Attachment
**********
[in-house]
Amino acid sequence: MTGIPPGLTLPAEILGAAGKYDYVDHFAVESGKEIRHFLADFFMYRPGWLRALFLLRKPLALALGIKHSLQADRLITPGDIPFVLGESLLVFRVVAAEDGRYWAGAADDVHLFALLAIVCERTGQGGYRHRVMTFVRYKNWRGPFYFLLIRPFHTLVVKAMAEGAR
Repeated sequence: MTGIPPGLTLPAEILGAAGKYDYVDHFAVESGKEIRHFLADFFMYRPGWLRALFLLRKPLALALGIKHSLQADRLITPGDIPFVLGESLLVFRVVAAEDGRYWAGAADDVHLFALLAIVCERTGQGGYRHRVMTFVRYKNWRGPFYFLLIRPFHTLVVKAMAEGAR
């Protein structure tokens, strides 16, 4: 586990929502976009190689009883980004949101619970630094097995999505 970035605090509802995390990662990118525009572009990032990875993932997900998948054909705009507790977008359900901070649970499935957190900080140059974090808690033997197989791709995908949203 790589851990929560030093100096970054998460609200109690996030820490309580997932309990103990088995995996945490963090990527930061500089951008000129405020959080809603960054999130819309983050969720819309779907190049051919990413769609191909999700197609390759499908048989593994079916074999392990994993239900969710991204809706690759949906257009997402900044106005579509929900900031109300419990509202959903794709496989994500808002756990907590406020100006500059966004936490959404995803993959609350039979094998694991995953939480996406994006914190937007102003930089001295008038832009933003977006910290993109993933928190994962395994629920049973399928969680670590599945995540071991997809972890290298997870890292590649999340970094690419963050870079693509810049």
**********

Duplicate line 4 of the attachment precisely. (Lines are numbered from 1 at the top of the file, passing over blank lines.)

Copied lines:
């Protein structure tokens, strides 16, 4: 586990929502976009190689009883980004949101619970630094097995999505 970035605090509802995390990662990118525009572009990032990875993932997900998948054909705009507790977008359900901070649970499935957190900080140059974090808690033997197989791709995908949203 790589851990929560030093100096970054998460609200109690996030820490309580997932309990103990088995995996945490963090990527930061500089951008000129405020959080809603960054999130819309983050969720819309779907190049051919990413769609191909999700197609390759499908048989593994079916074999392990994993239900969710991204809706690759949906257009997402900044106005579509929900900031109300419990509202959903794709496989994500808002756990907590406020100006500059966004936490959404995803993959609350039979094998694991995953939480996406994006914190937007102003930089001295008038832009933003977006910290993109993933928190994962395994629920049973399928969680670590599945995540071991997809972890290298997870890292590649999340970094690419963050870079693509810049």